Christelle Gualdi’s work as Stellar OM Source has been called ‘visionary’, and certainly her sci-fi synths lend themselves well to visions. Her earliest music, collected as Trilogy Select by Olde English Spelling Bee, is the perfect soundtrack to any journey beyond the stars; her newest EP on Rush Hour the blockbuster sequel. In anticipation for her Berlin show tomorrow with ITAL at the art-collective habitat MindPirates, musician and promoter Brandon Rosenbluth spoke with Gualdi about how spirituality has affected her reality, and the reality of her music.
Tell me a bit about your songwriting process, and how a song finds its way to being released.
The tracks I record come from the live sets. That’s the way I start and since I work for quite some time on those sets the tracks are good enough to be recorded. But through that process some won’t stand out as they may work live but not necessarily on a record. Also the recording process is still something I struggle with. I realize that there can’t be one method applied to everything I record. Some tracks need spontaneity, some more arrangements, multi-tracking, some are all in the effects, etc . That’s why it takes me so much time to release new material!
How did you come to acquire your first synth?
My first synths are the ones that my dad was using when I was a child, which I own now and still use: a Juno 6 and a 106, Yamaha expanders and Alesis drum-machine.
Nowadays there aren’t as many geographically-based music scenes which breed a certain sound or style. Do you feel that you are part of a broader scene or movement? Who are your peers? What is it that ties you together?
I don’t know if that’s so true, otherwise people wouldn’t struggle to live in New York or London but live in the cheap and beautiful remote areas. A lot of new music is made in dirty basements in big cities. I think that the most exciting things happen through those real encounters between people. But I don’t see myself being part of a broader scene or movement. I’ve got dear friends who are musicians and we have a huge mutual respect and love for the music we produce. Most friendships started this way, we played the same bill and we found that we were enjoying hanging out as much as our music.
You recently performed a tribute to JG Ballard at Paradiso. How has Ballard influenced your music?
As I studied architecture, Ballard was very influential for me. I had and still have a strong attraction to utopias and their darker counterparts dystopias, like in the Ballard novels. I made music which could be played at night, driving through suburbs, walking back home after having taken the last subway, those kinds of situations which are very familiar to me as I grew up in the North/East suburbs of Paris.
How did you go about interpreting his sci-fi stories sonically?
Those tracks are heavier than the SOS sound, there’s no real joy and some quite dark melancholia mixed with disturbing thoughts and sounds, long heavy bass, odd-time drum beats. I wanted to re-create the feelings you get while reading his books, more than providing a background soundtrack.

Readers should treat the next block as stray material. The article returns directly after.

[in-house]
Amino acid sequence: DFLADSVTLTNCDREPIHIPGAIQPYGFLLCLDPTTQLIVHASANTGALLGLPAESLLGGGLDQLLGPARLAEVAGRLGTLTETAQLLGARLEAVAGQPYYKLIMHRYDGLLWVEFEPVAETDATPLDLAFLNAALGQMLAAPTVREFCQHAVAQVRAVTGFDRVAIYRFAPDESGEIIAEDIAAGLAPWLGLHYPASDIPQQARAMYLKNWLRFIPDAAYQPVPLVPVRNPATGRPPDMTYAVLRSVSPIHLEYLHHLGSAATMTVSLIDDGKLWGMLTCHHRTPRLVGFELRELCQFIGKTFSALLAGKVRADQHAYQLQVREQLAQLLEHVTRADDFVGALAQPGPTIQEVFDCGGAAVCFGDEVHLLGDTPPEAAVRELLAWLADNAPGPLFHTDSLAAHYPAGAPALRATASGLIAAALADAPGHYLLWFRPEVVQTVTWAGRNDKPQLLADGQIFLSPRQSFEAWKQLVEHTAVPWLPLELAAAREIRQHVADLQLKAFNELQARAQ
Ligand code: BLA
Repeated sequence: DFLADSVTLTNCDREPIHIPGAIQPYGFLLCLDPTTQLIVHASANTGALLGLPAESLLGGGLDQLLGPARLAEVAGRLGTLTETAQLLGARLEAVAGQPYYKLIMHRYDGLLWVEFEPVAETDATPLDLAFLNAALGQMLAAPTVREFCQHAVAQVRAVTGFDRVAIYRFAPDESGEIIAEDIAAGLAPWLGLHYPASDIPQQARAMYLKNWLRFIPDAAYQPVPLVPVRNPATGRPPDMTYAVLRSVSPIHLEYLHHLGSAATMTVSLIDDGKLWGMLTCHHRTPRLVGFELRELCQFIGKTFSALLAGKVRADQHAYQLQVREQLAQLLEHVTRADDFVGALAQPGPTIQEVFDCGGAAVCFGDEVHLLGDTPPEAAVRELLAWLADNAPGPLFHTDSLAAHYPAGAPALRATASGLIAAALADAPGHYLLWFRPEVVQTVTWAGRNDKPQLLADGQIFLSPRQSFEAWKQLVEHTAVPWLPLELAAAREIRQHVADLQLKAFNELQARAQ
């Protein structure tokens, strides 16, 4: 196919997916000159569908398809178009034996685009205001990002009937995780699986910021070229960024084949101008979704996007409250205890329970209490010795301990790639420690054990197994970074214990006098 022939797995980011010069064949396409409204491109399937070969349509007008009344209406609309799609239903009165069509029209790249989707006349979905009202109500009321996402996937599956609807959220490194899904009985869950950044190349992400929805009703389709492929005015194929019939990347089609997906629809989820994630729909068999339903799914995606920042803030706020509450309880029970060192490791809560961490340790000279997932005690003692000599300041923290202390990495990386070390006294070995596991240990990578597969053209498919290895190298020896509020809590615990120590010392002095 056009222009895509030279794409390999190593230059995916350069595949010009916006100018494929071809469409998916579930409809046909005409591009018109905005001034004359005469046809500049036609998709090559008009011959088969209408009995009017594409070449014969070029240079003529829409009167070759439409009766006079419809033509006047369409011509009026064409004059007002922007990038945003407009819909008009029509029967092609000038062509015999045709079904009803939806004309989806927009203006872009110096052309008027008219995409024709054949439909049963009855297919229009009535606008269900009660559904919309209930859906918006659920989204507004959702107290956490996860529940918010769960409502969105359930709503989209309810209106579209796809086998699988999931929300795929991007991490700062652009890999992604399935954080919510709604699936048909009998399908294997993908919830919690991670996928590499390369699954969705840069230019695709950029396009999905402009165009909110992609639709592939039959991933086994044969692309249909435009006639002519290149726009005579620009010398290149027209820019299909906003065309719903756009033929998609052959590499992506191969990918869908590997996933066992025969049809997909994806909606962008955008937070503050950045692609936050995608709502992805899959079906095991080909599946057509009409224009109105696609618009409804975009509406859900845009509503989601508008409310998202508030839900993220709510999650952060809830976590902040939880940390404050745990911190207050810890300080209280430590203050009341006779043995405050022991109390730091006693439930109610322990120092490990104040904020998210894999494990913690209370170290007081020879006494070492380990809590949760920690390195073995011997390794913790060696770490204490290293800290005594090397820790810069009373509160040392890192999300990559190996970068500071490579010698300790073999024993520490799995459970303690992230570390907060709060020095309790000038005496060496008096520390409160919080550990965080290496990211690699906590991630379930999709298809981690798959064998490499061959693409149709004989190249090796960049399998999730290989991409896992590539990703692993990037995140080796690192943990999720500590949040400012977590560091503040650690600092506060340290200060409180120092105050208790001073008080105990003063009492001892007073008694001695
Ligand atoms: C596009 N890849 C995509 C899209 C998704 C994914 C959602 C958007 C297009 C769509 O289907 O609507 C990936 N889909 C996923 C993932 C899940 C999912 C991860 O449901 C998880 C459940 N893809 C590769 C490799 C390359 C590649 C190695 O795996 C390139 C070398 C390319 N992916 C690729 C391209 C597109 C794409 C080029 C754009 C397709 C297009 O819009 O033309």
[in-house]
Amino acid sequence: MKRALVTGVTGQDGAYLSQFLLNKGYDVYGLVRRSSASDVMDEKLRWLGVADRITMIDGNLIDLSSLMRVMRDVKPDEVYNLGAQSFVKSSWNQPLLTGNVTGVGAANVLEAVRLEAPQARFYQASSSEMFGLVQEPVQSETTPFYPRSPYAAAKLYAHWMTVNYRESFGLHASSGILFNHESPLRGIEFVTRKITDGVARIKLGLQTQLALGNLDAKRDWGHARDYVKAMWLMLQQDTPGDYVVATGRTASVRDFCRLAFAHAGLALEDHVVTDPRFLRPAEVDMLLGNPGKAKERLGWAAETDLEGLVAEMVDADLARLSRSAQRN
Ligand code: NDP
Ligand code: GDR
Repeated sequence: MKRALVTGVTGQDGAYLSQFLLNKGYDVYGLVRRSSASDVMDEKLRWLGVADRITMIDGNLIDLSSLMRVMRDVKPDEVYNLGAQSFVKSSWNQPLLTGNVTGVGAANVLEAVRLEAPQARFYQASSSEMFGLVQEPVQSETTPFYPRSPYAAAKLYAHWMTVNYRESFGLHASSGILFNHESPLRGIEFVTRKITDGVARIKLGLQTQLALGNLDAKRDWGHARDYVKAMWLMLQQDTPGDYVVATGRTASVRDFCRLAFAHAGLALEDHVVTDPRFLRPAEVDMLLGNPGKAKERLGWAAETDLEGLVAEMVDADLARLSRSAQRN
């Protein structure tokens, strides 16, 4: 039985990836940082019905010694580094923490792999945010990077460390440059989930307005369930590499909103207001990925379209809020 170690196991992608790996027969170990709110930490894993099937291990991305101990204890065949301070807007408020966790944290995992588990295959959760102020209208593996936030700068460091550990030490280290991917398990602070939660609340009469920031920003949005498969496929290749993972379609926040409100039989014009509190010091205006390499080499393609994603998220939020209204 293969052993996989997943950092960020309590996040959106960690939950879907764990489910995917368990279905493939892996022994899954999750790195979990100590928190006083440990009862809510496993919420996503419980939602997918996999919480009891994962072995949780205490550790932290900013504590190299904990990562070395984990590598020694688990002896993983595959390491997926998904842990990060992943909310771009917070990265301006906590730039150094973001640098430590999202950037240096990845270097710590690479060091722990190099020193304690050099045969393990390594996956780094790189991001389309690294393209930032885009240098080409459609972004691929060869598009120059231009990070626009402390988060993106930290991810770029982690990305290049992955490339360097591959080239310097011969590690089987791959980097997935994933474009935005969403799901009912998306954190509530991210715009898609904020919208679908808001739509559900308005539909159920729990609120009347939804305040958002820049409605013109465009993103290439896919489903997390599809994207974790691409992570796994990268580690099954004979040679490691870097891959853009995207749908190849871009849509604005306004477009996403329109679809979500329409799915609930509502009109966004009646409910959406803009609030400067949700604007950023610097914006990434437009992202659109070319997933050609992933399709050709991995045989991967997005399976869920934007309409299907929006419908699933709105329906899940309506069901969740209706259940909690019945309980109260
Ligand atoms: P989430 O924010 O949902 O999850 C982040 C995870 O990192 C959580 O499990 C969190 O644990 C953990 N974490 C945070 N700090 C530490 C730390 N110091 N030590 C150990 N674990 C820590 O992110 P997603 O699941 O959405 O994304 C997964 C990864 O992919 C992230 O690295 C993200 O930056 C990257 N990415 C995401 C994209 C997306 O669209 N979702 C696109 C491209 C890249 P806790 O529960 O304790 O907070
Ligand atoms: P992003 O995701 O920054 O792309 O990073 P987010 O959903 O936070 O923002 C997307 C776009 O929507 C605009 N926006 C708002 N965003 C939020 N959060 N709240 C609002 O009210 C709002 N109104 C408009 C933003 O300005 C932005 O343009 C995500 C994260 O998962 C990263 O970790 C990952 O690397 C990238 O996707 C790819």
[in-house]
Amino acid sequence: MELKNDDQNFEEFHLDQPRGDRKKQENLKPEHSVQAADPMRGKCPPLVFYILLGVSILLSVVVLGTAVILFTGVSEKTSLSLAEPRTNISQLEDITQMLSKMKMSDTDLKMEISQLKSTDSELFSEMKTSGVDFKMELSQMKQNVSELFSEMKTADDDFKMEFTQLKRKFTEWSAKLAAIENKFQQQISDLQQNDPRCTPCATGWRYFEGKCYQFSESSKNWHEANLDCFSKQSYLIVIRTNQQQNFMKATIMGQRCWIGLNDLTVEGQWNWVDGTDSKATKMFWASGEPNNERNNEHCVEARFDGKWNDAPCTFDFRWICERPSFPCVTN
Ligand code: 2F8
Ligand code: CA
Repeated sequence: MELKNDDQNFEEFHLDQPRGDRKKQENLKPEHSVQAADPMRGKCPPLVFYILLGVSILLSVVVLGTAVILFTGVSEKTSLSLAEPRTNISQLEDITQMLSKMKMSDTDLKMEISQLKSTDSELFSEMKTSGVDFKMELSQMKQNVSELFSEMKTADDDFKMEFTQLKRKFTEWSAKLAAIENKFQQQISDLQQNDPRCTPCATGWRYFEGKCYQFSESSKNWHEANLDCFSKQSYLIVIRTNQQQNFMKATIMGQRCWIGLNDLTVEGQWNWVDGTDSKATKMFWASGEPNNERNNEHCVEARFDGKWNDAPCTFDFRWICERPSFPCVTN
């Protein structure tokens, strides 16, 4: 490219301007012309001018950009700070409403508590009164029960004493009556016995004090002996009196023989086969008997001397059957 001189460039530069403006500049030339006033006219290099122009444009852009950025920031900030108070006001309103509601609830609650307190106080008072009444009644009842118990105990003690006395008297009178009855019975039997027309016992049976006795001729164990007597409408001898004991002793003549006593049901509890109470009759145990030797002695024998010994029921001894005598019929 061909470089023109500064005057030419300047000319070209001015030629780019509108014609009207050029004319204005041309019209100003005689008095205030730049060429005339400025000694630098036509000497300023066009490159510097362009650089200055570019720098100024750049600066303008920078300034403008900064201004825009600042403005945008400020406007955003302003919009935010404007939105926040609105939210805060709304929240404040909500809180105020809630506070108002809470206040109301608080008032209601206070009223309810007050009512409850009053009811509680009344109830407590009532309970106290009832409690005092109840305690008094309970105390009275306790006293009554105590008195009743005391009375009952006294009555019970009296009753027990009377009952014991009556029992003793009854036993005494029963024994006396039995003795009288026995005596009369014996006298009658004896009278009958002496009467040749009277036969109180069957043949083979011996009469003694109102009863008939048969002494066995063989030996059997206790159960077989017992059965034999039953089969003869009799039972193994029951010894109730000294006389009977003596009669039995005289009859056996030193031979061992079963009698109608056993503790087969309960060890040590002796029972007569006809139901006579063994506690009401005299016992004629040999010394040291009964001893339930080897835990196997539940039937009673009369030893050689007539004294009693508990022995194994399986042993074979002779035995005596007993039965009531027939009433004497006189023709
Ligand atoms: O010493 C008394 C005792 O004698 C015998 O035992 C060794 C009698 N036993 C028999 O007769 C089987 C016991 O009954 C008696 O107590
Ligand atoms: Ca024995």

One could call your music and artwork ‘psychedelic’, and you’ve made comparisons to cosmic musicians including Sun Ra. What is your connection to these cultures?
Last weekend I revisited the Ancient Egypt department of the Louvre museum as I’m planning a trip to Egypt and the Middle East. While looking at all this marvelous and secret art, I was thinking of Sun Ra and other 60s and 70s jazz musicians. I’m so attracted to musicians with some spiritual connection, who push boundaries of genres. There’s a quest for freedom and some other higher place which I also try to approach. Music is such a strong medium for that. I can’t really find the right words. It makes me love Sun Ra and Drexciya together.
How have you integrated this love into the non-musical aspects of your life?
Beyond music this is an attitude towards life in general. I wish to see people and society expanding instead of regressing. Spirituality is very strong in my life. I have a daily practice of meditating and yoga, which I teach to artists. Spirituality is also very important with music—when making new tracks, performing live, and connecting with the outside world and people. It probably all comes from having to deal with heavy personal turmoils and trying to stay sane…
Do you believe you can alter reality through music?
Reality is something which everyone perceives in their own way. Just as you can change your perception with different tools, music can alter your perception and therefore your reality. The moment where you surrender to the emotions that the music is unravelling, that’s one of the most important strategies. Same in a live situation: there’s a strong moment that you feel rising, a meeting of harmonies, rhythm combinations… You can’t hold it for too long but just go with it and allow it to change your perception, get higher! That’s why I don’t perform with a laptop and still improvise a lot, letting the unexpected happen, and changing your perception.